Initially, the movie hotness skew degree will be fixed at -2. The results of the performance testing will be shown for an I/O transfer size of 128 KB, but similar results were obtained as the I/O transfer size was varied from 64 KB to 256 KB. With regard to the approaches of FIGS. 3, 4 and 5, the performances were close, with one approach being slightly better than the others. In particular, the approach of FIG. 4 was observed to be consistently better than that of FIG. 3, since the FIG. 4 approach performed seek optimizations within zones. Between the sub-outer zone approach of FIG. 5 and the outer zone approaches of FIGS. 3 and 4, the performance orderings varied according to the movie hotness skews.
FIG. 6 is a table of performance results for the approaches of FIGS. 3-5, with the movie hotness skew degree of s=-2 for the Seagate drive. The time is the mean time for the 128 KB I/O transfers. The approach of FIG. 4, in which movies within groups of movies were arranged with a goal of reducing seek time, has the same rotational latency and transfer time as the FIG. 3 approach, but has a reduced seek time. On the other hand, the sub-outer zone approach of FIG. 5 has a reduced seek time, but a higher transfer time, as compared to the FIG. 4 approach. In the performance testing with the skew degree being -2, in which 88% of customers select the top 10% of the movies in the temperature hierarchy, the overall performance of the FIG. 4 approach is slightly better than that of the FIG. 5 approach. This was also true for the two Hewlett-Packard Company drives used in the performance testing.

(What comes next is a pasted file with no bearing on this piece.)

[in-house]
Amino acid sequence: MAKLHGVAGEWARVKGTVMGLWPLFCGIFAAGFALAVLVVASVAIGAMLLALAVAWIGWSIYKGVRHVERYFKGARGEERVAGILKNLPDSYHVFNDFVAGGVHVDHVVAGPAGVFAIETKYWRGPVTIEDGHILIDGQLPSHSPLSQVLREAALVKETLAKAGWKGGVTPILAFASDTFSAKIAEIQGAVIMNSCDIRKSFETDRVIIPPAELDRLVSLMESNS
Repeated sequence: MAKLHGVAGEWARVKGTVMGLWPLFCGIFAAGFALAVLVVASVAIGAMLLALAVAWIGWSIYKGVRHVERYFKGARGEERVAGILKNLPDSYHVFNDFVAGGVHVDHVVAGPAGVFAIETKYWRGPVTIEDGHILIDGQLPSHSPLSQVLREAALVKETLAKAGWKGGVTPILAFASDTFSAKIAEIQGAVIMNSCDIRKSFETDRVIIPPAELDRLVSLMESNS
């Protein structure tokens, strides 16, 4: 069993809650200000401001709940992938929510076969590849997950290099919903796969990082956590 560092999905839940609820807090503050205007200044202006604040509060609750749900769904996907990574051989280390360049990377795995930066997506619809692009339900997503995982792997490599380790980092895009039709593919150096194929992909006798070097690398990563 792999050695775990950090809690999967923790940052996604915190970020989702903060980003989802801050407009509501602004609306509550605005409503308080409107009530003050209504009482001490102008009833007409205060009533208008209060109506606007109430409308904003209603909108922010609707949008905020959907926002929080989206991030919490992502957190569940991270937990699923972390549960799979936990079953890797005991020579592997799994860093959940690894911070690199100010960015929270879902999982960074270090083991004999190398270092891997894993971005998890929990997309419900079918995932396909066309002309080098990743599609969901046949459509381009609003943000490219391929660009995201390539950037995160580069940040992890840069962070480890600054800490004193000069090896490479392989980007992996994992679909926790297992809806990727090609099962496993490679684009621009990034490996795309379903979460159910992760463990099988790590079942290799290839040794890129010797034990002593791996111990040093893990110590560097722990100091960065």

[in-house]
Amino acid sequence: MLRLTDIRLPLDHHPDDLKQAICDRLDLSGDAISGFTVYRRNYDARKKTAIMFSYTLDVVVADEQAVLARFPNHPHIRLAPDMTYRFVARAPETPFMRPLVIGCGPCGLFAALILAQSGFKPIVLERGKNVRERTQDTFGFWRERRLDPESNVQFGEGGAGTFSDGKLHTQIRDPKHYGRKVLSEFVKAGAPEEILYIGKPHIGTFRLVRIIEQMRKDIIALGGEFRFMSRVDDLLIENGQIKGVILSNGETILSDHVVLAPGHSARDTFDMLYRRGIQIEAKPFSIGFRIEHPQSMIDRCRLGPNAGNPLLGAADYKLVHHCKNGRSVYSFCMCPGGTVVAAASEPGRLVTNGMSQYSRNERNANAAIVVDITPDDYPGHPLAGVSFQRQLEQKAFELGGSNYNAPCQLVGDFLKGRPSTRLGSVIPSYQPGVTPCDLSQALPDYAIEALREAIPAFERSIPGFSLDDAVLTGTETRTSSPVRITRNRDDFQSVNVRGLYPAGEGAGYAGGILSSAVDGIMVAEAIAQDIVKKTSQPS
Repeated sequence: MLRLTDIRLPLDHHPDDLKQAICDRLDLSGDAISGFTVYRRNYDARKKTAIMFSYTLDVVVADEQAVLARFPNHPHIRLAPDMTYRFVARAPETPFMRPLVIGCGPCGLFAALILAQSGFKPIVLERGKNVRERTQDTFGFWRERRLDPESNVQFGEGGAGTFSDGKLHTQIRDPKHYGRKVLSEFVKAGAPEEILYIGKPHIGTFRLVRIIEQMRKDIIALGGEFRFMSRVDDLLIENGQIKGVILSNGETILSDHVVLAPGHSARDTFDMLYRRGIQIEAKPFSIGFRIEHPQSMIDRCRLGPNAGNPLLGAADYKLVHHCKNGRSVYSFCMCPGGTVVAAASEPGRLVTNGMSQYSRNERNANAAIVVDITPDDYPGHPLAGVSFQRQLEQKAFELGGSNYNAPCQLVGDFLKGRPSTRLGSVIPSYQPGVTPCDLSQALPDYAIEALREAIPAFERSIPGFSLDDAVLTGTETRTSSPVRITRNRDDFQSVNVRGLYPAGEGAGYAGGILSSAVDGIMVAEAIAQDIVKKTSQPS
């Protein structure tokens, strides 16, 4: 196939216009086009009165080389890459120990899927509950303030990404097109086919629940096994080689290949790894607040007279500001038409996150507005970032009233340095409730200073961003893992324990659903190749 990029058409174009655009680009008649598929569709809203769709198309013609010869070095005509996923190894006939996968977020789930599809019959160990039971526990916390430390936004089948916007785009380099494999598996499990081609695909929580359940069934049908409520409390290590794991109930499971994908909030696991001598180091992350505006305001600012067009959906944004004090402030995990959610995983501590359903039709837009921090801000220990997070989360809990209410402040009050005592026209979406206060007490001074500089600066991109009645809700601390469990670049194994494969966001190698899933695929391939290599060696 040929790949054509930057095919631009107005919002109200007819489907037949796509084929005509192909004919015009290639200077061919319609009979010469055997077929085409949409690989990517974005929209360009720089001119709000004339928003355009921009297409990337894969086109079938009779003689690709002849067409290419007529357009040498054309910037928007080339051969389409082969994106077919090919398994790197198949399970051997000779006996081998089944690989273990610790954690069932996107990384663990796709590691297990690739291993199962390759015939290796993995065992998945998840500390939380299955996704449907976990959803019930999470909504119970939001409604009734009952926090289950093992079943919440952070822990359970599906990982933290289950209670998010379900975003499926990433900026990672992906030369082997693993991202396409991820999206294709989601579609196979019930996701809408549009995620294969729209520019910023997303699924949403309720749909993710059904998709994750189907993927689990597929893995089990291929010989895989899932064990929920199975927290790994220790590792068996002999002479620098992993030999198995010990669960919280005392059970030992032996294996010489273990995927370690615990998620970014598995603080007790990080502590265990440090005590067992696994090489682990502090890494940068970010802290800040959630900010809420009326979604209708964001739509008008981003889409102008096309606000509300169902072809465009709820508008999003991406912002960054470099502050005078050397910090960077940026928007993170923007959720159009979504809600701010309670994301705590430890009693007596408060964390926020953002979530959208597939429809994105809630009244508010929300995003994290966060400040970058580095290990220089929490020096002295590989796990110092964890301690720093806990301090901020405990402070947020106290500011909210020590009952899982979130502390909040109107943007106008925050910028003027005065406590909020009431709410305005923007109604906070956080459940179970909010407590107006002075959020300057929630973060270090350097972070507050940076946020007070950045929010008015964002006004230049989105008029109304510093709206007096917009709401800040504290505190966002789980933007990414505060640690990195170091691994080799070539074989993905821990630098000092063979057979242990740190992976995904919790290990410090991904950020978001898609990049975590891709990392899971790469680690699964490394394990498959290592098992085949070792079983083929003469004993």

The mean disk service times obtained using the FIG. 4 approach were compared to required times for a non-hierarchical approach in which movies were randomly located on disks. The results showed that the FIG. 4 approach performed 20% better than the random approach for the ST32550 and HP C2490A drives. For the HP C2247 drive, the FIG. 4 approach out-performed the random approach by 23%.